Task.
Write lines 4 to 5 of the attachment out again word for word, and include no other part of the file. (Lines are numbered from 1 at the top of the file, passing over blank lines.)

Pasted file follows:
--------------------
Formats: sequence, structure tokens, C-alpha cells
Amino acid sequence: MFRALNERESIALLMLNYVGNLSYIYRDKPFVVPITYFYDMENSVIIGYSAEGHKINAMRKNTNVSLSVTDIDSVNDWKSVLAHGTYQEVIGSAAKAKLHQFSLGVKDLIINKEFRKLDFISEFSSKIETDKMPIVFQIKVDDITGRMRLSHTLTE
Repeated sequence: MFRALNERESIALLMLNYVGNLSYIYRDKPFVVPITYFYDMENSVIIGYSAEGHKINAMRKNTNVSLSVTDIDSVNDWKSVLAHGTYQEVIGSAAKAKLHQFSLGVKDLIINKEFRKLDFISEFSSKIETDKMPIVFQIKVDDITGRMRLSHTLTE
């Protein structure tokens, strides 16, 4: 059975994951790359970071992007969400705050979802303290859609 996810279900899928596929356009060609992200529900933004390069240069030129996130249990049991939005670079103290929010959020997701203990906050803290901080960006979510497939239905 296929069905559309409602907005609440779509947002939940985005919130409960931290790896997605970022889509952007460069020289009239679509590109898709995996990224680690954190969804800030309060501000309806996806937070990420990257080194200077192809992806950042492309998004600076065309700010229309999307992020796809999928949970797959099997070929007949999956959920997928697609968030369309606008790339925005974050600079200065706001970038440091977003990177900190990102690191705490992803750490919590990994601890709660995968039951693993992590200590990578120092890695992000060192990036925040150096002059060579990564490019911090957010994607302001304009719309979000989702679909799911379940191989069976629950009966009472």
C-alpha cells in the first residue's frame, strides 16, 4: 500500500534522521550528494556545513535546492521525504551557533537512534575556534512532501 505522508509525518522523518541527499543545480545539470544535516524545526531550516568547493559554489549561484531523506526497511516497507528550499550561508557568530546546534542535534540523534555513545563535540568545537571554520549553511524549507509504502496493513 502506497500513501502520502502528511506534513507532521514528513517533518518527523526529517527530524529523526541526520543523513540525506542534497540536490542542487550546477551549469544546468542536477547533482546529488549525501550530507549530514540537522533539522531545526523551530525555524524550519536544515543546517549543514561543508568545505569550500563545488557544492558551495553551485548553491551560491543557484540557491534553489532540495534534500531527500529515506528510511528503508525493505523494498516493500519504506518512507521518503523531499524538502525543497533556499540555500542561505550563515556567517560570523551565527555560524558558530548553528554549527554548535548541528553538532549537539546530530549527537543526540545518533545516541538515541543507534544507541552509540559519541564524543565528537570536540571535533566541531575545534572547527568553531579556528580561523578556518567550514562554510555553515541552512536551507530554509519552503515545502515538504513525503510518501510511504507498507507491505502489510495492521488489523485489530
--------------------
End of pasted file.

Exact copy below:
């Protein structure tokens, strides 16, 4: 059975994951790359970071992007969400705050979802303290859609 996810279900899928596929356009060609992200529900933004390069240069030129996130249990049991939005670079103290929010959020997701203990906050803290901080960006979510497939239905 296929069905559309409602907005609440779509947002939940985005919130409960931290790896997605970022889509952007460069020289009239679509590109898709995996990224680690954190969804800030309060501000309806996806937070990420990257080194200077192809992806950042492309998004600076065309700010229309999307992020796809999928949970797959099997070929007949999956959920997928697609968030369309606008790339925005974050600079200065706001970038440091977003990177900190990102690191705490992803750490919590990994601890709660995968039951693993992590200590990578120092890695992000060192990036925040150096002059060579990564490019911090957010994607302001304009719309979000989702679909799911379940191989069976629950009966009472």
C-alpha cells in the first residue's frame, strides 16, 4: 500500500534522521550528494556545513535546492521525504551557533537512534575556534512532501 505522508509525518522523518541527499543545480545539470544535516524545526531550516568547493559554489549561484531523506526497511516497507528550499550561508557568530546546534542535534540523534555513545563535540568545537571554520549553511524549507509504502496493513 502506497500513501502520502502528511506534513507532521514528513517533518518527523526529517527530524529523526541526520543523513540525506542534497540536490542542487550546477551549469544546468542536477547533482546529488549525501550530507549530514540537522533539522531545526523551530525555524524550519536544515543546517549543514561543508568545505569550500563545488557544492558551495553551485548553491551560491543557484540557491534553489532540495534534500531527500529515506528510511528503508525493505523494498516493500519504506518512507521518503523531499524538502525543497533556499540555500542561505550563515556567517560570523551565527555560524558558530548553528554549527554548535548541528553538532549537539546530530549527537543526540545518533545516541538515541543507534544507541552509540559519541564524543565528537570536540571535533566541531575545534572547527568553531579556528580561523578556518567550514562554510555553515541552512536551507530554509519552503515545502515538504513525503510518501510511504507498507507491505502489510495492521488489523485489530